Many topical anesthetics were tested but there was no agreement on their effectiveness due to individual variations, application procedure, or concentration,(11,12) however, psychological factors aid to increase the pharmacological efficiency of topical anesthesia. (5) Benzocaine is an ester type anesthetic that has been widely used since 1903.(13) It is very insoluble in water, and as such is indicated for topical applications. It is used on nasal, oral, and orotracheal mucosa.(14) It has a rapid onset and short duration effect.(15) Eutectic mixture of local anesthetics (EMLA) is a compound, which melt at lower temperatures than any of its components, permitting higher concentrations of anesthetics for use. It is composed of two amide type local anesthetics formed of 25 mg/mL of lignocaine, 25 mg/mL of prilocaine. (16) It has been used in dermatology, sinus puncture, (17) venous cannulation, (18) minor operations on the gingival tissues (19) and in reducing discomfort of rubber dam clamp(20) Although EMLA was effective in reducing injection pain, however, there is a need to develop better topical anesthetics for use on the palatal mucosa.(11) Topical anesthetics like 20% benzocaine have pharmacological and psychological effects and minimize the possible adverse effects of injections.(21) When applied locally, 20% benzocaine significantly reduces pain values obtained, but clinical relevance of the reduction is not obvious(22)  The purpose of this in vivo study is to compare the effectiveness of two topical anesthetics before palatal injection in a clinically relevant application time.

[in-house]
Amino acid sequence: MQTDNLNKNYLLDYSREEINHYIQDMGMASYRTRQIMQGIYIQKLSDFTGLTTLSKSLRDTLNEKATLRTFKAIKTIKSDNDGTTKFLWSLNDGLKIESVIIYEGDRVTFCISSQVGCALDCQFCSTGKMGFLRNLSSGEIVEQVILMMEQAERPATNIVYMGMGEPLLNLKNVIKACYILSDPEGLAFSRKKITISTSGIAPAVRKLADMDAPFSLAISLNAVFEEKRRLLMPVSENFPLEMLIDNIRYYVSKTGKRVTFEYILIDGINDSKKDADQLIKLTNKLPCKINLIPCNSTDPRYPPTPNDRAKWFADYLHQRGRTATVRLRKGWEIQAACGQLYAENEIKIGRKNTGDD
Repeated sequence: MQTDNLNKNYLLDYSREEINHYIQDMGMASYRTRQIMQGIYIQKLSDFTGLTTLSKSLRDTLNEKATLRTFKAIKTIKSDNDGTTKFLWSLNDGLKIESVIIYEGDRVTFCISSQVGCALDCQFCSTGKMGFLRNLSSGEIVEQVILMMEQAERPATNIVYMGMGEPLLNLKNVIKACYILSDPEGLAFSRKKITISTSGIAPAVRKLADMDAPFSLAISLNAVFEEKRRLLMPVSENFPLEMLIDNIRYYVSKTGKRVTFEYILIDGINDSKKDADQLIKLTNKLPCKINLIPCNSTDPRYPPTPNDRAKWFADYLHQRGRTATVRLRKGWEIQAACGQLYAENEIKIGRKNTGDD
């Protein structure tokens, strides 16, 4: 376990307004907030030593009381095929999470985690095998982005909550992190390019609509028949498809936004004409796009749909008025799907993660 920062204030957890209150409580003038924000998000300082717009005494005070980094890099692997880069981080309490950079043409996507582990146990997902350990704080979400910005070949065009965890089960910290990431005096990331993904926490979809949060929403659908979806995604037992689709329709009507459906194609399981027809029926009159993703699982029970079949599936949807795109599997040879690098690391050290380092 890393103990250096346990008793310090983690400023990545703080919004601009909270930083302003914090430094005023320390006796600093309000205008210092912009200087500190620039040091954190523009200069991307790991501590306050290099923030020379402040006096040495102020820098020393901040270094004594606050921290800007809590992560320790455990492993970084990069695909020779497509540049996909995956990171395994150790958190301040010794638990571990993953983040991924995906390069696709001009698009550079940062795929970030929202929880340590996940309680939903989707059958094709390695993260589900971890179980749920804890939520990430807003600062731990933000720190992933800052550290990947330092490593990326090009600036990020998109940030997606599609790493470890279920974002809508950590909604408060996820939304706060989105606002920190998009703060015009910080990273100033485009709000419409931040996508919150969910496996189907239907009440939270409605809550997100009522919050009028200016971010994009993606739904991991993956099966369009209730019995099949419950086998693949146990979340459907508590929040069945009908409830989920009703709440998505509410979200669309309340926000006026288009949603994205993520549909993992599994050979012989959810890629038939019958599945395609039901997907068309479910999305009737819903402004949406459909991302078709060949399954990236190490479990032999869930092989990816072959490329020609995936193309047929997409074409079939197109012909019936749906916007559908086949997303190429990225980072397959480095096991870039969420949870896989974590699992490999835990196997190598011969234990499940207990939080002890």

Methods

Subjects
Forty volunteers (24 male and16 female aged 20 years and above) were recruited. They were the staff of the Dental Department at Prince Ali Bin Al Hussein Military Hospital. All participants had natural dentition, with no palatal or oral anomalies or pathologies, no extracted first premolar, no oral trauma or known allergy to topical or local anesthetics and not taking drugs that depress the central nervous system. The experimental protocol was approved by the Royal Medical Services Ethics Committee. A written informed consent was signed by each participant.

Pain assessment
Pain experience could be evaluated by a reliable, subjective, self reporting Visual Analogue Scale (VAS), VAS consisted of a 100 mm line with the left end (0) of which indicates “no pain” and the right end 10 indicates “unbearable pain”.(23) Before the experiment was started, VAS was explained for each participant to mark on the scale the degree of pain felt after each needle insertion.

Experiment